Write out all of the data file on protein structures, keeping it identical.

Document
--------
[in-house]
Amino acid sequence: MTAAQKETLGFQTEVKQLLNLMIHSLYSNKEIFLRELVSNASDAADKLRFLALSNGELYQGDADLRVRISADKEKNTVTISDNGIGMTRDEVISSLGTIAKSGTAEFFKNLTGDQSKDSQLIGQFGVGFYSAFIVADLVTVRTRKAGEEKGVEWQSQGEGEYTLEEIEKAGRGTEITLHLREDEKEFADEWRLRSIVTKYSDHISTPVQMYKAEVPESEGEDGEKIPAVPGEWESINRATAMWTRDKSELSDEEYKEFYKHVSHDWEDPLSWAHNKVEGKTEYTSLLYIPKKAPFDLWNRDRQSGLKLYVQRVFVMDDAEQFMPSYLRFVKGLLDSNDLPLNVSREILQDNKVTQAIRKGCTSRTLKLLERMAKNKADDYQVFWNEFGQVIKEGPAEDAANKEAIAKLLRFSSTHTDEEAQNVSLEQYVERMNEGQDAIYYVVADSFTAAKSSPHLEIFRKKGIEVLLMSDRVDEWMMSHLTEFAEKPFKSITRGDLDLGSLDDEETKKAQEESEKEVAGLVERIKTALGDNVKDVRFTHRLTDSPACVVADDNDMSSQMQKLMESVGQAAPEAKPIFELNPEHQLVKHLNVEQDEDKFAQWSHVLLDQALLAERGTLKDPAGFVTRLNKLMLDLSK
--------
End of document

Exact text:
[in-house]
Amino acid sequence: MTAAQKETLGFQTEVKQLLNLMIHSLYSNKEIFLRELVSNASDAADKLRFLALSNGELYQGDADLRVRISADKEKNTVTISDNGIGMTRDEVISSLGTIAKSGTAEFFKNLTGDQSKDSQLIGQFGVGFYSAFIVADLVTVRTRKAGEEKGVEWQSQGEGEYTLEEIEKAGRGTEITLHLREDEKEFADEWRLRSIVTKYSDHISTPVQMYKAEVPESEGEDGEKIPAVPGEWESINRATAMWTRDKSELSDEEYKEFYKHVSHDWEDPLSWAHNKVEGKTEYTSLLYIPKKAPFDLWNRDRQSGLKLYVQRVFVMDDAEQFMPSYLRFVKGLLDSNDLPLNVSREILQDNKVTQAIRKGCTSRTLKLLERMAKNKADDYQVFWNEFGQVIKEGPAEDAANKEAIAKLLRFSSTHTDEEAQNVSLEQYVERMNEGQDAIYYVVADSFTAAKSSPHLEIFRKKGIEVLLMSDRVDEWMMSHLTEFAEKPFKSITRGDLDLGSLDDEETKKAQEESEKEVAGLVERIKTALGDNVKDVRFTHRLTDSPACVVADDNDMSSQMQKLMESVGQAAPEAKPIFELNPEHQLVKHLNVEQDEDKFAQWSHVLLDQALLAERGTLKDPAGFVTRLNKLMLDLSK